Archive for Saturday, October 3, 2009

Faith Forum: What book in the Apocrypha do you find most intriguing?

October 3, 2009


Bible best resource for spiritual growth

The Gary O’Flannagan, pastor, Cornerstone Southern Baptist Church, 802 W. 22nd St.:

I have to confess that I don’t read the books of the Apocrypha. There are several reasons why I don’t: First is that they are not considered part of the canonical books of the Hebrew Old Testament; they are not found in the Masoretic text. The Masoretic text is one of several ancient manuscripts scholars use in studying the Old Testament Scriptures. Secondly, since the Jewish canon does not include the Apocrypha, it can be deduced that they didn’t consider them to be part of the inspired word of God. The ancient Jewish writers were very specific about what they believed God had said to them and what they were to record as God’s word.

The Book of Jeremiah tells us this, “But the LORD said to me, do not say, I am only a child. You must go to everyone I send you to and say whatever I command you.” Jeremiah 1:7, NIV.

However, the Roman Catholic Church did include the writings of Apocrypha in its Bible but only since the Council of Trent in 1546 A.D. and only in response to the Protestant Reformation, which was based on the call to faithfulness by reformers like Martin Luther, John Calvin and Ulrich Zwingli, to the Scriptures alone as God’s word and written revelation.

However, the Apocrypha is found in the Septuagint, which is an ancient Greek translation of the Old Testament from the third century B.C., and even today many scholars still find the Apocrypha useful for historical and cultural understanding of the ancient Jewish people. But they are not considered inspired, and except for the Anglican church, they are not found in the Protestant Bible.

Everything needed to know God for salvation and righteous living can be found in the Bible, and the Apocrypha writings add nothing to the knowledge of God himself. So it is to the Bible alone that we must turn to, and in its pages we can hear the still, quiet voice of God as we read and listen for his guidance from his word.

2 Timothy 3:16 “All Scripture is God-breathed and is useful for teaching, rebuking, correcting and training in righteousness,” NIV.

— Send e-mail to Gary O’Flannagan at

Sacred texts useful in liturgy

The Rev. Ronald D. Pogue, interim pastor, Trinity Episcopal Church, 1011 Vt.:

The Episcopal Church includes the Apocrypha alongside, but not quite equal to, the canonical books of the Bible. One of the 39 Articles of Religion, inherited from the Church of England, helps explain the significance of these sacred writings. Article VI reads, “And the other Books (as Hierome saith) the Church doth read for example of life and instruction of manners; but yet doth it not apply them to establish any doctrine …” Hierome, of course, is St. Jerome, who made a distinction between canonical and ecclesiastical books when he translated the Scriptures into Latin in the fourth century C.E. So, our practice aligns both with the views of 16th century English reformers and those of one of the earliest Christian theologians.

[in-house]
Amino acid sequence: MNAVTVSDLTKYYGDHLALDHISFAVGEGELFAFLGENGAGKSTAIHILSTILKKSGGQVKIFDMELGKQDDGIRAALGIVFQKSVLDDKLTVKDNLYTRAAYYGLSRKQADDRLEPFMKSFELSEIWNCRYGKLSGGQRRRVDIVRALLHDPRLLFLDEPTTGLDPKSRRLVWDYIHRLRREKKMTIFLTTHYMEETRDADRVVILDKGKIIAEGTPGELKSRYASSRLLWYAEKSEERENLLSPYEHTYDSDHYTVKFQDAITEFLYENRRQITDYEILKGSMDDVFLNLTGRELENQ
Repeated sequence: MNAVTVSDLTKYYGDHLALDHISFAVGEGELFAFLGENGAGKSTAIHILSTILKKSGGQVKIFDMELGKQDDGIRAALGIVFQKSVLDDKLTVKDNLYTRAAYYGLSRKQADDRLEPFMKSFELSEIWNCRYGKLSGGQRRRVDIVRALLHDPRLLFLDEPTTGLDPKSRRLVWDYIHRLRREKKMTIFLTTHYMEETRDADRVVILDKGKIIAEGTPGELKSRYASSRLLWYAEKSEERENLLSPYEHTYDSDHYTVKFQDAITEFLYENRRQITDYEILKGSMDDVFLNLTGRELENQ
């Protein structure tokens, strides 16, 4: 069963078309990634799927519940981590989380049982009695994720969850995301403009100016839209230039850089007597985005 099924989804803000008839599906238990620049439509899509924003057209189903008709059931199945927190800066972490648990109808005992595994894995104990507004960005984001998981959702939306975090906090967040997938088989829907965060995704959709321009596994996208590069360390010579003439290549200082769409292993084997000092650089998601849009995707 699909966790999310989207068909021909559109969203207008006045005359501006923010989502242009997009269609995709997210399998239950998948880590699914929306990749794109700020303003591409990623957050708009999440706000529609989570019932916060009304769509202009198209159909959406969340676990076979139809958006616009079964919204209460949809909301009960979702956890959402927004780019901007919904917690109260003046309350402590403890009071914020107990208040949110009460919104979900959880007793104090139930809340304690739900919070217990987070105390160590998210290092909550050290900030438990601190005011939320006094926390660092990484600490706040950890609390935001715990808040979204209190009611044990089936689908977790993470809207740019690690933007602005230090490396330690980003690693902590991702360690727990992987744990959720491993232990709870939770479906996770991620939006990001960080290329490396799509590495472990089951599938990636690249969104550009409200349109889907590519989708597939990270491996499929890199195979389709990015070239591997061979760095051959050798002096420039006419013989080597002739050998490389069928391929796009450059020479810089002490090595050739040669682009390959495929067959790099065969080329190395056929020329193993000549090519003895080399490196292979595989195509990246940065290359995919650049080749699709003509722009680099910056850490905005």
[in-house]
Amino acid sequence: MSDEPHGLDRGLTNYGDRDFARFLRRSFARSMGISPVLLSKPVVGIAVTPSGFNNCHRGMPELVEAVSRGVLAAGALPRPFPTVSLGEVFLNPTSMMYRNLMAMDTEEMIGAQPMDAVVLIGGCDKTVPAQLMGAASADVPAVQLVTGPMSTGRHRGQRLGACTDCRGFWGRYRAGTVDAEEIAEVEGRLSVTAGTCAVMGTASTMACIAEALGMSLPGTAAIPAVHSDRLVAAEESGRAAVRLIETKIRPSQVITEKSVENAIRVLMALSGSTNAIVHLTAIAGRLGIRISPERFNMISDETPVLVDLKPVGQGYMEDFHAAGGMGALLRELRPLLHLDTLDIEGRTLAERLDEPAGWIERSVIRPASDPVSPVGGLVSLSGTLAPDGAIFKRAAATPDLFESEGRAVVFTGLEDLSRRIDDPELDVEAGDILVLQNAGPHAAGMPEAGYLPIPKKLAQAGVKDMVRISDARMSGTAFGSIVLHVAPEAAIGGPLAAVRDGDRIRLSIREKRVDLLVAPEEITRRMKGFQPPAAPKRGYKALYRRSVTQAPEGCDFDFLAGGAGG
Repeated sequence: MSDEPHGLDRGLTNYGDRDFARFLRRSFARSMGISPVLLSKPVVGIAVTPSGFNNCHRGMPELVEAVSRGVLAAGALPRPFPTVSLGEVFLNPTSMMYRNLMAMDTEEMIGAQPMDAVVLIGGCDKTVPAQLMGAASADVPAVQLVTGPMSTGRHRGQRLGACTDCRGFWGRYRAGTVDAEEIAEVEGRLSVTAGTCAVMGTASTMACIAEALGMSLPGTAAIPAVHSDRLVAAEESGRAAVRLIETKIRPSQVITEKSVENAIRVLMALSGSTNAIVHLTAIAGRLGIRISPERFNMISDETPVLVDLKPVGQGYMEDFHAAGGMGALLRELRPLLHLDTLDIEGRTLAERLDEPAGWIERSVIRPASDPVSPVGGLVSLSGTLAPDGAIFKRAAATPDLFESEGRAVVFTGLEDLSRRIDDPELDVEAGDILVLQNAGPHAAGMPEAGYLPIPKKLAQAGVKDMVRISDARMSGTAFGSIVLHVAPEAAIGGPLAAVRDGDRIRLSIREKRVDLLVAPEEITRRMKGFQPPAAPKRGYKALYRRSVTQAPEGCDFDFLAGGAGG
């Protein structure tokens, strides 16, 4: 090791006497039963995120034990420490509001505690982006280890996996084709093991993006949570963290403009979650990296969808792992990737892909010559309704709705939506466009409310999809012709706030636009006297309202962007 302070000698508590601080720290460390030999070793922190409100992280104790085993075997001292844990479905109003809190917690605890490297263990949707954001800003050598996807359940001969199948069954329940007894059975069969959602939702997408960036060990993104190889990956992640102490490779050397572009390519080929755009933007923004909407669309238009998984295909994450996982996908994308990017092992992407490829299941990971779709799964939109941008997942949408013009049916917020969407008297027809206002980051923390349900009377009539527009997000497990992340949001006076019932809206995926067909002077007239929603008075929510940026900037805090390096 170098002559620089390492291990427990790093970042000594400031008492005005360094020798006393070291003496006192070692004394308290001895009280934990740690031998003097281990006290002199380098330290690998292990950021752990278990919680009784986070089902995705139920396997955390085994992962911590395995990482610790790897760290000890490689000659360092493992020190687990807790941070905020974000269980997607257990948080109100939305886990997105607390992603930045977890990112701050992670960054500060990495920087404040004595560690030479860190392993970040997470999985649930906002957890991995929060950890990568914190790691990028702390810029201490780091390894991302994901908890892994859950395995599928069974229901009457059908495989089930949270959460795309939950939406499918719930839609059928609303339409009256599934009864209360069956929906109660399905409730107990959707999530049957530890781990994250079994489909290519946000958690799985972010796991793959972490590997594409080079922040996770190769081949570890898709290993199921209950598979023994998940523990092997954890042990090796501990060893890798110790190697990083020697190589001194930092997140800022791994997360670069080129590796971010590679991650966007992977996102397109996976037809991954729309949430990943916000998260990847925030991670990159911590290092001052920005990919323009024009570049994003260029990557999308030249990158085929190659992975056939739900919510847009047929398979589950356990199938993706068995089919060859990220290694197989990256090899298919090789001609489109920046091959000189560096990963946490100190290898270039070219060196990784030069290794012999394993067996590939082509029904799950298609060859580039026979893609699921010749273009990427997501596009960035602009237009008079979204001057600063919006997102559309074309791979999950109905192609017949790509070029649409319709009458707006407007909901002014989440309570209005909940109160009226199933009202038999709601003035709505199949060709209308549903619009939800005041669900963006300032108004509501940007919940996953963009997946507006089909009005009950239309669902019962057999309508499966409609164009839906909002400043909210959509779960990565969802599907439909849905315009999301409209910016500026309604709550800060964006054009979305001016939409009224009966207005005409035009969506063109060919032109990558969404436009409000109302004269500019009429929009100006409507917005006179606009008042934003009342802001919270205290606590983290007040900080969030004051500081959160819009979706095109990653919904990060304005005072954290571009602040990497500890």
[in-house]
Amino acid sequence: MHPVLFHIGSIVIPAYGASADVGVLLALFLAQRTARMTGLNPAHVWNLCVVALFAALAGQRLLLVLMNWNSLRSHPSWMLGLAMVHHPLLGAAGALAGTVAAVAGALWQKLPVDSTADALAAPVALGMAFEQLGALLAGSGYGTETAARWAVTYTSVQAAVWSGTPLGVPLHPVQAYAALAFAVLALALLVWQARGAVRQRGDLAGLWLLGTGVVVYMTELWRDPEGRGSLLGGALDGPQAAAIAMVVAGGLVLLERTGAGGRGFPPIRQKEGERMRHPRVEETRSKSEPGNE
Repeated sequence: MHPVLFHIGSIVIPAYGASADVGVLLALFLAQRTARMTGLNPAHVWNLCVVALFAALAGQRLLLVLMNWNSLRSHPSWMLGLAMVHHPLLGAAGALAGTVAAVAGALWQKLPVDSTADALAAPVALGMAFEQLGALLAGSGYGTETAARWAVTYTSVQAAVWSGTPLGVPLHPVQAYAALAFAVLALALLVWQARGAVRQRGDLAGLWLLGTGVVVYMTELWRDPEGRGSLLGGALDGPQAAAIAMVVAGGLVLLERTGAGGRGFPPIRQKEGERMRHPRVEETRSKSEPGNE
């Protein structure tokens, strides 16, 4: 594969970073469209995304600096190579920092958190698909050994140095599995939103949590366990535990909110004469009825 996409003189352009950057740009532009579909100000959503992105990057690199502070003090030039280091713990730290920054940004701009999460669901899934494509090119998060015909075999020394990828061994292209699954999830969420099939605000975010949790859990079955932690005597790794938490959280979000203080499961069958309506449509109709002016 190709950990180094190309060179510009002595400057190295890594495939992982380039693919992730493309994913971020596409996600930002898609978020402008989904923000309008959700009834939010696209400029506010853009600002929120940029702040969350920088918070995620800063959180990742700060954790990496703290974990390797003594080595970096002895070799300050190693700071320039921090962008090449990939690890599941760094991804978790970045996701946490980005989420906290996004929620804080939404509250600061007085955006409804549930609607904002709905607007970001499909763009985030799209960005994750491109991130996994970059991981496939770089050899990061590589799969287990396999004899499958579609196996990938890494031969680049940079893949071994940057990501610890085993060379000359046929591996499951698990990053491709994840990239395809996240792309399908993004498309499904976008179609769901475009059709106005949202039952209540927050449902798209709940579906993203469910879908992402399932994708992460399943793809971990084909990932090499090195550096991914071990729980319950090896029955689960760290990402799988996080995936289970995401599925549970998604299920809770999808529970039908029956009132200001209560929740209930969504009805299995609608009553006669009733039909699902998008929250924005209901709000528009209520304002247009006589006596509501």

We acknowledge the usefulness of these texts and use them in our liturgy. In the marriage service, we may read Tobit wherein Tobias prays for his marriage, “…‘Grant that she and I may find mercy and that we may grow old together.’ And they both said, ‘Amen, Amen.’” In the burial service, we may read from the Wisdom of Solomon, “But the souls of the righteous are in the hand of God, and no torment will ever touch them.”

First and second Maccabees are my favorite books of the Apocrypha because they provide lessons for our generation in an era of monumental cultural change. They tell the story of a pivotal time in the life of God’s people when religious intolerance caused great suffering. There were doctrinal and ideological disputes among the Jews. At the same time, they were threatened by outside forces and mishandled by their own politicians. The victory of Judah Maccabee was a victory not just for Jews of his day but for people in all times and places who seek liberty to worship in peace.

— Send e-mail to Ron Pogue at


Paul R Getto 8 years, 8 months ago

The bible reflects the politics of the time. They should publish everything in one book and let people make up their own minds. There are some wild and interesting stories in these books. Old ET, the great Essene teacher, wouldn't mind. Let the people read! === "...religious intolerance caused great suffering." On this front, it appears, sadly, we have made little progress over the centuries.

mr_right_wing 8 years, 8 months ago

I give it just as much attention as the Koran or Book of Mormon or Science and Health with key to the Scripture or Desire of Ages or The Watchtower or The Catechism.

Just not books I'm interested in. You go ahead and read to your hearts content though....

mr_right_wing 8 years, 8 months ago

.....oops, I forgot gnostic gospels and dead sea scrolls.

igby 8 years, 8 months ago

This is a good web site and reference site for research!


One for the not so squemish!

igby 8 years, 8 months ago

Just in case your totally lost as to the books!

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